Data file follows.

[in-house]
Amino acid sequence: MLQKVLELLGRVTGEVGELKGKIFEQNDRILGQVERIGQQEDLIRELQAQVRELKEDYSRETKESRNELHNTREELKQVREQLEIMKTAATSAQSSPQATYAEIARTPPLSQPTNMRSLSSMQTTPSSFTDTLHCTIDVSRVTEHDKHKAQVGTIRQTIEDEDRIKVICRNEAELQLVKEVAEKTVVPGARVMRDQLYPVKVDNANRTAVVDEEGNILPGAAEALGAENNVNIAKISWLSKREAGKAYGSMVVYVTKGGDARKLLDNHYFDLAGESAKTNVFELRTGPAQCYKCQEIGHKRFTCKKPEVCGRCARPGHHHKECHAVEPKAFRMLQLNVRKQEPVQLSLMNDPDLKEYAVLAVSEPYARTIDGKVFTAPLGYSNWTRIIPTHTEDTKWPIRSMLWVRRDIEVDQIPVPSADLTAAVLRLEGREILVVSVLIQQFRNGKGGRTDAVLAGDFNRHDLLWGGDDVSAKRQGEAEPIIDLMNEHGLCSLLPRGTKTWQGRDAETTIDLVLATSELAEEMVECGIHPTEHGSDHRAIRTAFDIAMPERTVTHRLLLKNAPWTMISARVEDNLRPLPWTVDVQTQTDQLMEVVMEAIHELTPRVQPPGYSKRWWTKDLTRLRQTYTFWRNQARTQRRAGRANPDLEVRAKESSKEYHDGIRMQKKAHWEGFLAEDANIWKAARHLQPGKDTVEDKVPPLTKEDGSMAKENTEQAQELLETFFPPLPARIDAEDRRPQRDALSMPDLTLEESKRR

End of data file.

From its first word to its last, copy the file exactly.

[in-house]
Amino acid sequence: MLQKVLELLGRVTGEVGELKGKIFEQNDRILGQVERIGQQEDLIRELQAQVRELKEDYSRETKESRNELHNTREELKQVREQLEIMKTAATSAQSSPQATYAEIARTPPLSQPTNMRSLSSMQTTPSSFTDTLHCTIDVSRVTEHDKHKAQVGTIRQTIEDEDRIKVICRNEAELQLVKEVAEKTVVPGARVMRDQLYPVKVDNANRTAVVDEEGNILPGAAEALGAENNVNIAKISWLSKREAGKAYGSMVVYVTKGGDARKLLDNHYFDLAGESAKTNVFELRTGPAQCYKCQEIGHKRFTCKKPEVCGRCARPGHHHKECHAVEPKAFRMLQLNVRKQEPVQLSLMNDPDLKEYAVLAVSEPYARTIDGKVFTAPLGYSNWTRIIPTHTEDTKWPIRSMLWVRRDIEVDQIPVPSADLTAAVLRLEGREILVVSVLIQQFRNGKGGRTDAVLAGDFNRHDLLWGGDDVSAKRQGEAEPIIDLMNEHGLCSLLPRGTKTWQGRDAETTIDLVLATSELAEEMVECGIHPTEHGSDHRAIRTAFDIAMPERTVTHRLLLKNAPWTMISARVEDNLRPLPWTVDVQTQTDQLMEVVMEAIHELTPRVQPPGYSKRWWTKDLTRLRQTYTFWRNQARTQRRAGRANPDLEVRAKESSKEYHDGIRMQKKAHWEGFLAEDANIWKAARHLQPGKDTVEDKVPPLTKEDGSMAKENTEQAQELLETFFPPLPARIDAEDRRPQRDALSMPDLTLEESKRR